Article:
In the preferred method in which a portion of the reaction phase is removed from the reaction zone and cooled by direct air contact heat exchange, some water is lost from the system and must be made up by increasing the water feed to the reaction zone by an amount proportional to the rate of water loss in the cooler.

The close tolerances of reactant composition and temperature will generally allow control of product crystallization temperature within 10.degree. F., preferably within 5.degree. F. or less, of the desired crystallization temperature.

Although the considerable heat of reaction theoretically can be dissipated by essentially any cooling means, such as cooling coils within the reactor, heat dissipation and temperature control are facilitated by assuring that the reaction zone into which the urea-sulfuric acid and water are introduced, contains an amount of a mixture of reactants and reaction product corresponding to at least about 0.1, preferably at least about 0.2 times the hourly feed rate in batch systems, and at least about 0.5, usually at least about 1, and preferably at least about 2 times the hourly feed rate in the preferred continuous process. Although somewhat lower reactor volumes would be adequate to control temperature in the continuous process in some cases, they would not be adequate to assure complete reaction of the customary forms of urea feeds, i.e., prills and/or granules. Longer holding times and thus larger reactor inventories relative to product withdrawal rate and reactant feed rate are preferred in the continuous process to assure that the withdrawn product does not contain unreacted urea.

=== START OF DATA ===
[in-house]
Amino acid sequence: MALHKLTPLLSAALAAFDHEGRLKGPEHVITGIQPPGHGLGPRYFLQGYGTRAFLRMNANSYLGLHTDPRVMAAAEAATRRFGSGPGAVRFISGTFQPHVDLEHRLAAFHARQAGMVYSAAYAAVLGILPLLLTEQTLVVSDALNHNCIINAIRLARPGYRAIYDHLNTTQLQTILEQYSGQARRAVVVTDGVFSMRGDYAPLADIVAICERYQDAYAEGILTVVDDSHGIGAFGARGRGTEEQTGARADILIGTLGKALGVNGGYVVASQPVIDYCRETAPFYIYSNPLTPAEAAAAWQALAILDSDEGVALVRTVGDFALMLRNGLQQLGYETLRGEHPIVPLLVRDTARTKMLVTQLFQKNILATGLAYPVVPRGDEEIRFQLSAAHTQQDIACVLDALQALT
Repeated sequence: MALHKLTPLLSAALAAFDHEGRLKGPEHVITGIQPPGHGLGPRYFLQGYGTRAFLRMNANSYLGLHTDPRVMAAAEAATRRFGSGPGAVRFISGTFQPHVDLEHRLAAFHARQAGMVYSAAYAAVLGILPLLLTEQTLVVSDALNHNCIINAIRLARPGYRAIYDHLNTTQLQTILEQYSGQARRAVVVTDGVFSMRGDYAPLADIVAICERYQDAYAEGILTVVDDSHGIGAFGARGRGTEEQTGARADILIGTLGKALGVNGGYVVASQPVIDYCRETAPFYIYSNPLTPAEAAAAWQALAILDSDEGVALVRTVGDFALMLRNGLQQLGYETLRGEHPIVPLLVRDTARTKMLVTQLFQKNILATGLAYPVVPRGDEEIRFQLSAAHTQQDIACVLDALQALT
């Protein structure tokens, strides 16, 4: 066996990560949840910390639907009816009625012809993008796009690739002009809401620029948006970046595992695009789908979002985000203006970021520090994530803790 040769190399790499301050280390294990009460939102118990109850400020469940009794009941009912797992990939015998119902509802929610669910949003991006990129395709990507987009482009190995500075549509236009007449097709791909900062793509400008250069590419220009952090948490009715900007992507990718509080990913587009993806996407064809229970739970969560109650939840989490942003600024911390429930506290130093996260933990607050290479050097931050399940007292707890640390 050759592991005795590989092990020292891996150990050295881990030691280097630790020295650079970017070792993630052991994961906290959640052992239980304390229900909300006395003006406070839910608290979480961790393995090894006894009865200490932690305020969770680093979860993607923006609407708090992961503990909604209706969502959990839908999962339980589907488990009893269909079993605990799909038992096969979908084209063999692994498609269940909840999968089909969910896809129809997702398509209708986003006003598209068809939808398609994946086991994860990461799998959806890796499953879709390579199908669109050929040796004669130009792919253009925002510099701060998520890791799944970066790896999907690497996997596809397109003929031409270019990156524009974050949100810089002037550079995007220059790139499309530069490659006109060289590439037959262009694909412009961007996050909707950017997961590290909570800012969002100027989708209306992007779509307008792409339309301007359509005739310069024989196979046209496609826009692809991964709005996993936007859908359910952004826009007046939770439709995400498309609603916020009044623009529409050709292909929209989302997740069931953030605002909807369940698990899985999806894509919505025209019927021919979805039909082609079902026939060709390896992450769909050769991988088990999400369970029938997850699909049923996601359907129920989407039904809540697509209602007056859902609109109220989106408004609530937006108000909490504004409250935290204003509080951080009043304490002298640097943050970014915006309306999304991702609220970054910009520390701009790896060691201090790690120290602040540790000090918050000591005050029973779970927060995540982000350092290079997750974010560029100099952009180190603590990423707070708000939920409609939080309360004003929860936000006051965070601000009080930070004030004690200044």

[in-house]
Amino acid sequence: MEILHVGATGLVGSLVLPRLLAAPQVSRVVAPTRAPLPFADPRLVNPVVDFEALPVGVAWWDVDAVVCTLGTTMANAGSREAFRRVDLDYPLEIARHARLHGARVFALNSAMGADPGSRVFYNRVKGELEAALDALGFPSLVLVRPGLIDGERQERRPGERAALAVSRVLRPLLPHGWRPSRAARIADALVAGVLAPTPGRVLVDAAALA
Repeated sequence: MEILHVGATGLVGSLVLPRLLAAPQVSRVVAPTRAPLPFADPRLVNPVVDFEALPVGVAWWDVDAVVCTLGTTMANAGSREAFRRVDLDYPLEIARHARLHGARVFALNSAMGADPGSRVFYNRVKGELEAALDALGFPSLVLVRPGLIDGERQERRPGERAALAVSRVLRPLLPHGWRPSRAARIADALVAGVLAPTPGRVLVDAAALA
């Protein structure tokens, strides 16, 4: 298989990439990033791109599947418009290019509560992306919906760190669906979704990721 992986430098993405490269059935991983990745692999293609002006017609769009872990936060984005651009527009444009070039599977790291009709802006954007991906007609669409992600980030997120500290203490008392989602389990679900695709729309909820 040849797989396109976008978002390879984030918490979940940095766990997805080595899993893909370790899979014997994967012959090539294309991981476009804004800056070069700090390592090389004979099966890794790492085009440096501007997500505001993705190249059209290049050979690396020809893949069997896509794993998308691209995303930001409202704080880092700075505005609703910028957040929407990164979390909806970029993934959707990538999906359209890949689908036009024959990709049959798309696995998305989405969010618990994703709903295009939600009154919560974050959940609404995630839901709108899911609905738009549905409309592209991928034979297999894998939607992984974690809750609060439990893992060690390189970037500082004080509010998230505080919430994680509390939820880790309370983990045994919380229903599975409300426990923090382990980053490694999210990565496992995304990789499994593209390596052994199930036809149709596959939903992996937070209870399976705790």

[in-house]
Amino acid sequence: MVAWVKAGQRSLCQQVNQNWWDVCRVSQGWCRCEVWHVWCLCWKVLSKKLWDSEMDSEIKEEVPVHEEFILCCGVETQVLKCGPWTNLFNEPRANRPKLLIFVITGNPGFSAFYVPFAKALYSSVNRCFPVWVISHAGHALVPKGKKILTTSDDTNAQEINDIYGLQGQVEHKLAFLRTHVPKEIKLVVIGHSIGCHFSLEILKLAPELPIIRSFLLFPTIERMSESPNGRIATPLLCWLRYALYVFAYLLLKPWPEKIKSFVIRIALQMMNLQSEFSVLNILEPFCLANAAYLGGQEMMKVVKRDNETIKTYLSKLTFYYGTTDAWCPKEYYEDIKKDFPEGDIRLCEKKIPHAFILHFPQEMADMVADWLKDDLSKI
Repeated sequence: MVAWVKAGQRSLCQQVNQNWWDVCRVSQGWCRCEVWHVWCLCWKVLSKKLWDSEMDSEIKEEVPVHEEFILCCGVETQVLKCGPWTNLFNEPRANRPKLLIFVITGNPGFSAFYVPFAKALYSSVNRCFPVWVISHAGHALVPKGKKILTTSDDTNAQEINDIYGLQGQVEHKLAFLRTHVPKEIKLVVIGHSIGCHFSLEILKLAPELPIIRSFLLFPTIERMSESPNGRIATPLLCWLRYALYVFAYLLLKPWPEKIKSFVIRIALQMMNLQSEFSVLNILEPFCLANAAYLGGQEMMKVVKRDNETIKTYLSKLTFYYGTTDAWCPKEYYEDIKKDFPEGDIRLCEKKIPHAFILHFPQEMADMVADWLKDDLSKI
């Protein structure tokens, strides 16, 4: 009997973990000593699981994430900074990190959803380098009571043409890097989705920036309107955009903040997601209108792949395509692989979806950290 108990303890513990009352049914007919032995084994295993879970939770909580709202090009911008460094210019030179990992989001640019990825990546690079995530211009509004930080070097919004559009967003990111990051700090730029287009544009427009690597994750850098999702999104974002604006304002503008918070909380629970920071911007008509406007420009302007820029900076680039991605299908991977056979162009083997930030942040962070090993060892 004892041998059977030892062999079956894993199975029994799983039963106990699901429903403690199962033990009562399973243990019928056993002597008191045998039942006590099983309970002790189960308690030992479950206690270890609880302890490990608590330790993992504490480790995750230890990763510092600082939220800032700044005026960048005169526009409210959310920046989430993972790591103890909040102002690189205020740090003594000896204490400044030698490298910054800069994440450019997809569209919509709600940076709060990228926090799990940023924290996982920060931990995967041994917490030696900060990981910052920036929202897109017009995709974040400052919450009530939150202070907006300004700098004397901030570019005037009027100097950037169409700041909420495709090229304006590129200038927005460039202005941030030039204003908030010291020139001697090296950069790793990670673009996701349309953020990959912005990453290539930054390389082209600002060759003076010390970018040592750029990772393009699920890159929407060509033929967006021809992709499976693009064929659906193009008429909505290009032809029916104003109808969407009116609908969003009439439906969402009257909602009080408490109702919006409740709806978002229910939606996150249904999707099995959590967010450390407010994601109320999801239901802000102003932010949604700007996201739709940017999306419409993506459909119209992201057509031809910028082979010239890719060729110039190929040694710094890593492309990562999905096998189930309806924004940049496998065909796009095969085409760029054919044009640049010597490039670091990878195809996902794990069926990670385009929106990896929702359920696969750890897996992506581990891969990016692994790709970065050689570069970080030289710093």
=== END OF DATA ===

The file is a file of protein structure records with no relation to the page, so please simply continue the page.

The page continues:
The minimum reactor volume required to prevent the discharge of unreacted urea during continuous operation can be defined by the following expression which is unique to this reaction system: ##EQU1## where k is the first order rate constant in reciprocal minutes, d is the diameter of the largest urea particles in millimeters, V.sub.o is the volume of the liquid phase within the reaction zone in gallons, and u is the production rate from the reaction zone in gallons per minute.

From this relationship, it can be seen that theoretically very small reactor volumes could be used with very small diameter urea feeds, e.g., urea dust. As a practical matter, however, minimum volumes of about one-half hourly production are required to provide sufficient inventory for adequate cooling to prevent incipient decomposition and for more effective process control.

The first order rate constant can be determined from the expression unique to this system: ##EQU2## where t is the time in minutes required for dissolution of the type of urea feed, e.g., prills, pellets, granules, etc.

The dissolution rate varies with urea type, e.g., prilled urea or granular urea. Prilled urea is usually less dense and somewhat more porous than is granular urea, and is produced by forming droplets of molten urea in a prilling tower of sufficient height to allow the urea droplets to solidify during their descent. Granular ureas are usually produced by spraying molten urea onto urea "seeds" or dust in granulating apparatus such as pan or drum granulators.